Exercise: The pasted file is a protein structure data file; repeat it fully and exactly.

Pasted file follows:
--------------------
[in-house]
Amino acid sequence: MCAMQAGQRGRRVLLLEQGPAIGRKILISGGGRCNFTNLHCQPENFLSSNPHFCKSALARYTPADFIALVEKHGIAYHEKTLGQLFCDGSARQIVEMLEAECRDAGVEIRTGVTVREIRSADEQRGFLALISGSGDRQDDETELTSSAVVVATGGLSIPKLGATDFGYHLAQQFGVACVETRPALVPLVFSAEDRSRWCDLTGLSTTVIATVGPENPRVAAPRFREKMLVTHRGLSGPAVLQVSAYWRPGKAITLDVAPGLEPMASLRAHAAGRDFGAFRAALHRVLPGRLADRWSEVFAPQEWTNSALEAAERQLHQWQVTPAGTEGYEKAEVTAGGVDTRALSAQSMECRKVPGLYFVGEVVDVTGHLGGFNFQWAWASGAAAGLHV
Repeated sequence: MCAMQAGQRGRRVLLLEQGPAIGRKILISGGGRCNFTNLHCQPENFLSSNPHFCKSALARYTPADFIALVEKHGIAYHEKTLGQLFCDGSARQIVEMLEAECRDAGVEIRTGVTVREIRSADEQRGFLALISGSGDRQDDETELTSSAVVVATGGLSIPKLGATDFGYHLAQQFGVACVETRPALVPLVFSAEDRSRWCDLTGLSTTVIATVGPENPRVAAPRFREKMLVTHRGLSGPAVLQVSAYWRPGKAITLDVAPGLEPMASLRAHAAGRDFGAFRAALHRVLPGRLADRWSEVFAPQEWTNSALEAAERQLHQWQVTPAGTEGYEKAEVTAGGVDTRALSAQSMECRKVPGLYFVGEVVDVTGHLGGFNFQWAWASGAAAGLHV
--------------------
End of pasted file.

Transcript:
[in-house]
Amino acid sequence: MCAMQAGQRGRRVLLLEQGPAIGRKILISGGGRCNFTNLHCQPENFLSSNPHFCKSALARYTPADFIALVEKHGIAYHEKTLGQLFCDGSARQIVEMLEAECRDAGVEIRTGVTVREIRSADEQRGFLALISGSGDRQDDETELTSSAVVVATGGLSIPKLGATDFGYHLAQQFGVACVETRPALVPLVFSAEDRSRWCDLTGLSTTVIATVGPENPRVAAPRFREKMLVTHRGLSGPAVLQVSAYWRPGKAITLDVAPGLEPMASLRAHAAGRDFGAFRAALHRVLPGRLADRWSEVFAPQEWTNSALEAAERQLHQWQVTPAGTEGYEKAEVTAGGVDTRALSAQSMECRKVPGLYFVGEVVDVTGHLGGFNFQWAWASGAAAGLHV
Repeated sequence: MCAMQAGQRGRRVLLLEQGPAIGRKILISGGGRCNFTNLHCQPENFLSSNPHFCKSALARYTPADFIALVEKHGIAYHEKTLGQLFCDGSARQIVEMLEAECRDAGVEIRTGVTVREIRSADEQRGFLALISGSGDRQDDETELTSSAVVVATGGLSIPKLGATDFGYHLAQQFGVACVETRPALVPLVFSAEDRSRWCDLTGLSTTVIATVGPENPRVAAPRFREKMLVTHRGLSGPAVLQVSAYWRPGKAITLDVAPGLEPMASLRAHAAGRDFGAFRAALHRVLPGRLADRWSEVFAPQEWTNSALEAAERQLHQWQVTPAGTEGYEKAEVTAGGVDTRALSAQSMECRKVPGLYFVGEVVDVTGHLGGFNFQWAWASGAAAGLHV